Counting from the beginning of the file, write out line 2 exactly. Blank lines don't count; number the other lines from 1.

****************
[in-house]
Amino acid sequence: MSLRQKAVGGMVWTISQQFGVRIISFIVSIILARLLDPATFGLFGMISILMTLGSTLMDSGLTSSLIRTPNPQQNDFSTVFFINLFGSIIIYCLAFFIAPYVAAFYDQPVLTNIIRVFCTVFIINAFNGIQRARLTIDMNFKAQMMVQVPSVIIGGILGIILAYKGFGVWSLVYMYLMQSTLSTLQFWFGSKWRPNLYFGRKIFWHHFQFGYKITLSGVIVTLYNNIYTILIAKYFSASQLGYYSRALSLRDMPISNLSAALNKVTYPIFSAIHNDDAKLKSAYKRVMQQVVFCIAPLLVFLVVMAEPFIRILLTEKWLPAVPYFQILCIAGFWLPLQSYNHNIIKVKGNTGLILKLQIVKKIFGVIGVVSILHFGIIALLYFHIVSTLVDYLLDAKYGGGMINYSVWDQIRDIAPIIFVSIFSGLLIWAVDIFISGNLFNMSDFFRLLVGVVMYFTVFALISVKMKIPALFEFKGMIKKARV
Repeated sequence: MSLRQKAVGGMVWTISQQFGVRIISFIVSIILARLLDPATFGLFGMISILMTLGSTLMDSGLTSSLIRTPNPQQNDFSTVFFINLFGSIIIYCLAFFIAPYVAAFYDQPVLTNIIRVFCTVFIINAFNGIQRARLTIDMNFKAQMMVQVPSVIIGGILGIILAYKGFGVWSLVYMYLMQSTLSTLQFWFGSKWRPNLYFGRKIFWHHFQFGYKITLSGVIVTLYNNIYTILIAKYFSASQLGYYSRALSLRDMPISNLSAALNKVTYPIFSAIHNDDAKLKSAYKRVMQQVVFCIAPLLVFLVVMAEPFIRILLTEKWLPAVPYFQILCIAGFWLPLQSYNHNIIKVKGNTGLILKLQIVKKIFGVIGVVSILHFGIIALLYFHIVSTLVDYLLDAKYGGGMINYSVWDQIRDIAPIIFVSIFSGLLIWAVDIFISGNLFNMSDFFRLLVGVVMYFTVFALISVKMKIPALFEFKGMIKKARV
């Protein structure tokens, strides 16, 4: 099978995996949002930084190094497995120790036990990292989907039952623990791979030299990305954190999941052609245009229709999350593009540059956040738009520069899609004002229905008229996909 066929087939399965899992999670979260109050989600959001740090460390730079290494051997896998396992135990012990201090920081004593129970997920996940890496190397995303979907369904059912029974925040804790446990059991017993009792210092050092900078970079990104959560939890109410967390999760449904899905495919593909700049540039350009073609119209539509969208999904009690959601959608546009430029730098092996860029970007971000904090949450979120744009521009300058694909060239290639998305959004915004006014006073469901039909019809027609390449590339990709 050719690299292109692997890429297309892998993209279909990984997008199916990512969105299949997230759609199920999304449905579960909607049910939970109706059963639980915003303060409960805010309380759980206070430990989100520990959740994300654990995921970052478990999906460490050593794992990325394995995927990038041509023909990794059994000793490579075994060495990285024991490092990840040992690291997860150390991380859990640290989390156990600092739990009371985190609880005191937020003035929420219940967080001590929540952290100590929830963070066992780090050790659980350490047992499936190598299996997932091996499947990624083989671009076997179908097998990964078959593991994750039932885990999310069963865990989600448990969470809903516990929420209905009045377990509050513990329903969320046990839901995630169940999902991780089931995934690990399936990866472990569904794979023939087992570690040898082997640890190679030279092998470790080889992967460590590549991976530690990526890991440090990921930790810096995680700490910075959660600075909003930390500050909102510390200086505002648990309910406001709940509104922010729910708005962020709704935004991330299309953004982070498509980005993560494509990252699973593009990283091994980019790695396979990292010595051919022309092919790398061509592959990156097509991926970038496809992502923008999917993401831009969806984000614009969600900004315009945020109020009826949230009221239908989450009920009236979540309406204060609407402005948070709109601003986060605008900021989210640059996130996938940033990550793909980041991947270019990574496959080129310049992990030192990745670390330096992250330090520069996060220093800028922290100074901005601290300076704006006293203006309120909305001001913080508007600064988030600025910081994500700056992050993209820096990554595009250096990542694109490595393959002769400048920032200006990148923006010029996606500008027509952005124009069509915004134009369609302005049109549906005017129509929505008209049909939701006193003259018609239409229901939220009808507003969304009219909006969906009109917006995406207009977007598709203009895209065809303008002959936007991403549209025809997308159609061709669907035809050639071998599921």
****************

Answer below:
Amino acid sequence: MSLRQKAVGGMVWTISQQFGVRIISFIVSIILARLLDPATFGLFGMISILMTLGSTLMDSGLTSSLIRTPNPQQNDFSTVFFINLFGSIIIYCLAFFIAPYVAAFYDQPVLTNIIRVFCTVFIINAFNGIQRARLTIDMNFKAQMMVQVPSVIIGGILGIILAYKGFGVWSLVYMYLMQSTLSTLQFWFGSKWRPNLYFGRKIFWHHFQFGYKITLSGVIVTLYNNIYTILIAKYFSASQLGYYSRALSLRDMPISNLSAALNKVTYPIFSAIHNDDAKLKSAYKRVMQQVVFCIAPLLVFLVVMAEPFIRILLTEKWLPAVPYFQILCIAGFWLPLQSYNHNIIKVKGNTGLILKLQIVKKIFGVIGVVSILHFGIIALLYFHIVSTLVDYLLDAKYGGGMINYSVWDQIRDIAPIIFVSIFSGLLIWAVDIFISGNLFNMSDFFRLLVGVVMYFTVFALISVKMKIPALFEFKGMIKKARV